Fri Apr 18, 2014 10:15 am
Currently have older Mundial (German steel) straight edge steak knives. Edges quickly flatten at the curve where the blade contacts the ceramic plates.
Regular steel takes forever to realign the edge. A small ceramic rod that came with my Edge Pro Apex does a better job but still a little slow.
QUESTION: I am considering a full size 12" ceramic rod. NOT looking for a super fine edge on steak knives, just quick clean up. Is the Idahone 12" too fine at 1200? Should I be looking at a more aggressive rod like the Messermeister 12" ? Would the latter also leave a "toothier" edge which can be beneficial for cutting steak?
Sun Apr 20, 2014 2:00 am
One thing about ceramic vs. Steel is that the ceramic will remove small amounts of metal while realigning micro serrations whereas the steel will simply realign. When dealing with softer steel some people prefer the metal rods because germans respond quickly to them. I dont think the idahone will provide too refined an edge at 1200 and if you want to go that route you wont be dissapointed. To more accurately answer, it would be helpful to know how frequently you sharpen and how high of a grit do you stop at? If you choose against the ceramic, stick with the German brands, particularly f. Dick
Sun Apr 20, 2014 8:06 am
Yes ceramics do remove a little metal. You can see it as your rod turns from white to grey.
Grooved metal rods will take of steel too. Even the fine rods remove metal. The smooth F Dick rods we sell will not remove anything.
The idahone 12" rod is cheap and works really well. I recommend it all the time. http://www.chefknivestogo.com/sharpeningrod.html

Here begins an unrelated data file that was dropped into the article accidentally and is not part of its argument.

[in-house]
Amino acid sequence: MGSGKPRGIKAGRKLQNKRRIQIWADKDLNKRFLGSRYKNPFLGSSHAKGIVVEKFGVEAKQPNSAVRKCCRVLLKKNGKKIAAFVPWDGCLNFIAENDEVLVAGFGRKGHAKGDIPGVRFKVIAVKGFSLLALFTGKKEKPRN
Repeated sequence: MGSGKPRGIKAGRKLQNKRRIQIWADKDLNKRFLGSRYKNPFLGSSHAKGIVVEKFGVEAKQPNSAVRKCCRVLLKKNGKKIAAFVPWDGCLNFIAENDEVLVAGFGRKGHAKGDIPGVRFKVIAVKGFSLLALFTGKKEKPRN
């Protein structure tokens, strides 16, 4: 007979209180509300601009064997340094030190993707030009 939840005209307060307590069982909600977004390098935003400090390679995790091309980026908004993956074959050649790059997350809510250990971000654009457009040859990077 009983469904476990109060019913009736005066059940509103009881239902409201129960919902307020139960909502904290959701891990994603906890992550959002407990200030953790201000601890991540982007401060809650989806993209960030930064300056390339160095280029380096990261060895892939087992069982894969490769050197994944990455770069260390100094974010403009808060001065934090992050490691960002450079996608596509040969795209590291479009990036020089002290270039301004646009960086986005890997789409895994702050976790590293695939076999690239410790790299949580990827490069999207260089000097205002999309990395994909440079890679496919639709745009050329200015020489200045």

Sun Apr 20, 2014 2:17 pm
I sharpen v edged steak knives then flatten the edge about 1/64" or less on an 800 or 1k stone. A couple of light strokes.
Mon Apr 21, 2014 9:51 am
I know Ben Dale suggests flattening the edge a little but I like them nice and sharp with no flat spots and I run them across the steel after every use. I would like a steel that is aggressive enough to hone the flat spot off with a couple strokes on each side.
Bought a box of the Mundial 5100 straight edge steak knives on closeout years ago when Mundial switched to the serrated style. Paid less than today's Chinese cheap junk so loss of metal is not a concern. Speed to get the edge back after a meal is.
Was also considering a diamond steel.
Mon Apr 21, 2014 10:08 am
The Idahone would be the perfect tool for what your doing. It will align and clean up the edge at the same time. I would avoid a diamond steel, much to aggressive for your needs.
Mon Apr 21, 2014 2:29 pm
Id avoid diamond, some people love them, but even a fine diamond rod is incredibly aggressive
Mon Apr 21, 2014 6:34 pm
I have Wusthof Classics & Japanese knives & would not use a diamond steel on them. For those I use the Edge Pro & then touch up with regular steel on Wusthof & small ceramic on Japanese.
For the Mundial steak knives I "want" aggressive.......couple passes each side & back into the block.
Mon Apr 21, 2014 8:28 pm
If aggresive is what you want, the diamond hone may do the trick, as far as I know, the richmond might be the most cost effective one
Mon Apr 21, 2014 10:46 pm
If you want to reset a rolled edge, any steel will do. I've used an old Mundial and had it respond well to the grooved steels for a rolled edge. The ceramic rods are best for the very light, mild sharpening. They're a stop gap measure, which doesn't seem to be your goal here. If you want your knives to be sharper, get out your EP and sharpen them 1-1.5k every few meals, followed by steeling after every use. The alternative sucks. Using a rod sequentially in the long run gives an inconsistent edge that gets harder and harder to work with. If you want them to last longer between sharpening, an Idahone would be a good pick, but it's not a magic wand.
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